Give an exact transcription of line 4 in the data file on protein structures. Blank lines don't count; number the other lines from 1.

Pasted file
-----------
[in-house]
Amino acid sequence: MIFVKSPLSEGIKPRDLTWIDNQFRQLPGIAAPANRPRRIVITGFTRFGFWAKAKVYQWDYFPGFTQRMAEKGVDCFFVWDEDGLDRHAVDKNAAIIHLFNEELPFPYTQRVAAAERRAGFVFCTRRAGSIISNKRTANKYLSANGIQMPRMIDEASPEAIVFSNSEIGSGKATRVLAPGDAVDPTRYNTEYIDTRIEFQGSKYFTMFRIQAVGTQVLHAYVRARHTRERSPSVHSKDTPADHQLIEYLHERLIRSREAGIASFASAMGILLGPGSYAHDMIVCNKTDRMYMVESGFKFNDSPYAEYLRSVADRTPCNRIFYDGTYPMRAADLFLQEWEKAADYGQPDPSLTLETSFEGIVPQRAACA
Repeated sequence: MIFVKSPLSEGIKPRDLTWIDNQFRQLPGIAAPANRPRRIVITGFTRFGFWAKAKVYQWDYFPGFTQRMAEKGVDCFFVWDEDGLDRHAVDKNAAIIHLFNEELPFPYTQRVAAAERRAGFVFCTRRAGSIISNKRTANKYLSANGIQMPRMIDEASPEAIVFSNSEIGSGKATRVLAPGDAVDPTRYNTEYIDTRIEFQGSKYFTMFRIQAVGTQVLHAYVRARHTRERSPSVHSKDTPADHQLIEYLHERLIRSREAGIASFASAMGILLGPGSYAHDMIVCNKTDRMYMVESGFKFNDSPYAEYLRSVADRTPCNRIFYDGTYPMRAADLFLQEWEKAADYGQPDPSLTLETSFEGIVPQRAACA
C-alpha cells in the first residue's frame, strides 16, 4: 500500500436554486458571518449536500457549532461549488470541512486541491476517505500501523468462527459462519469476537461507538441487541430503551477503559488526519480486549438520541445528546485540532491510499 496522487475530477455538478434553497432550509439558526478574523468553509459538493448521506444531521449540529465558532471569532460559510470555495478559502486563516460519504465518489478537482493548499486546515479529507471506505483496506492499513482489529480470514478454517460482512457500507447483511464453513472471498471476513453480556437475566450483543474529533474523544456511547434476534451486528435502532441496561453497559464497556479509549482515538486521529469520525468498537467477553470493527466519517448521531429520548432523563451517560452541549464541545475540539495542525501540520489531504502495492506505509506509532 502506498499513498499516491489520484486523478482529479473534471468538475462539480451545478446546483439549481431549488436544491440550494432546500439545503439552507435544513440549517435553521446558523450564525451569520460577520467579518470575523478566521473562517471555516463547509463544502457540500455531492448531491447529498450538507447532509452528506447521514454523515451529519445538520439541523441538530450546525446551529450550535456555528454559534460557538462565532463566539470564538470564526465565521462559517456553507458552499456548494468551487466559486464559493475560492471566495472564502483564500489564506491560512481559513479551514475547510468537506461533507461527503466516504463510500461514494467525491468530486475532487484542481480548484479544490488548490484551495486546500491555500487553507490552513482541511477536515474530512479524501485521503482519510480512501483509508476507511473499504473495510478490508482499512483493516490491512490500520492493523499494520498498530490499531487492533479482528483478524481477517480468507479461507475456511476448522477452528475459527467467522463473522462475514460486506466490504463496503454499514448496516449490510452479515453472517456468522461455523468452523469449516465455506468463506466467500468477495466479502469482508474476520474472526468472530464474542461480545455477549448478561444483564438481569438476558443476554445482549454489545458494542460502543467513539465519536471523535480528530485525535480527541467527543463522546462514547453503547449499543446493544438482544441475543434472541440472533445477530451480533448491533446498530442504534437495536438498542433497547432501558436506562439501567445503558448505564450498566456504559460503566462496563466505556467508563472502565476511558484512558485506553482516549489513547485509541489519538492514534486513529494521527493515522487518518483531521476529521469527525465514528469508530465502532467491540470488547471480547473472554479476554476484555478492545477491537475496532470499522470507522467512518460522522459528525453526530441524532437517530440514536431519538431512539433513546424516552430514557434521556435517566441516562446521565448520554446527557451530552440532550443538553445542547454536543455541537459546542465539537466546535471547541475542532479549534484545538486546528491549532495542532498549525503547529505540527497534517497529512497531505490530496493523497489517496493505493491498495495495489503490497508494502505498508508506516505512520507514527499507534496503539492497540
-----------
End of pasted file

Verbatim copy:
C-alpha cells in the first residue's frame, strides 16, 4: 500500500436554486458571518449536500457549532461549488470541512486541491476517505500501523468462527459462519469476537461507538441487541430503551477503559488526519480486549438520541445528546485540532491510499 496522487475530477455538478434553497432550509439558526478574523468553509459538493448521506444531521449540529465558532471569532460559510470555495478559502486563516460519504465518489478537482493548499486546515479529507471506505483496506492499513482489529480470514478454517460482512457500507447483511464453513472471498471476513453480556437475566450483543474529533474523544456511547434476534451486528435502532441496561453497559464497556479509549482515538486521529469520525468498537467477553470493527466519517448521531429520548432523563451517560452541549464541545475540539495542525501540520489531504502495492506505509506509532 502506498499513498499516491489520484486523478482529479473534471468538475462539480451545478446546483439549481431549488436544491440550494432546500439545503439552507435544513440549517435553521446558523450564525451569520460577520467579518470575523478566521473562517471555516463547509463544502457540500455531492448531491447529498450538507447532509452528506447521514454523515451529519445538520439541523441538530450546525446551529450550535456555528454559534460557538462565532463566539470564538470564526465565521462559517456553507458552499456548494468551487466559486464559493475560492471566495472564502483564500489564506491560512481559513479551514475547510468537506461533507461527503466516504463510500461514494467525491468530486475532487484542481480548484479544490488548490484551495486546500491555500487553507490552513482541511477536515474530512479524501485521503482519510480512501483509508476507511473499504473495510478490508482499512483493516490491512490500520492493523499494520498498530490499531487492533479482528483478524481477517480468507479461507475456511476448522477452528475459527467467522463473522462475514460486506466490504463496503454499514448496516449490510452479515453472517456468522461455523468452523469449516465455506468463506466467500468477495466479502469482508474476520474472526468472530464474542461480545455477549448478561444483564438481569438476558443476554445482549454489545458494542460502543467513539465519536471523535480528530485525535480527541467527543463522546462514547453503547449499543446493544438482544441475543434472541440472533445477530451480533448491533446498530442504534437495536438498542433497547432501558436506562439501567445503558448505564450498566456504559460503566462496563466505556467508563472502565476511558484512558485506553482516549489513547485509541489519538492514534486513529494521527493515522487518518483531521476529521469527525465514528469508530465502532467491540470488547471480547473472554479476554476484555478492545477491537475496532470499522470507522467512518460522522459528525453526530441524532437517530440514536431519538431512539433513546424516552430514557434521556435517566441516562446521565448520554446527557451530552440532550443538553445542547454536543455541537459546542465539537466546535471547541475542532479549534484545538486546528491549532495542532498549525503547529505540527497534517497529512497531505490530496493523497489517496493505493491498495495495489503490497508494502505498508508506516505512520507514527499507534496503539492497540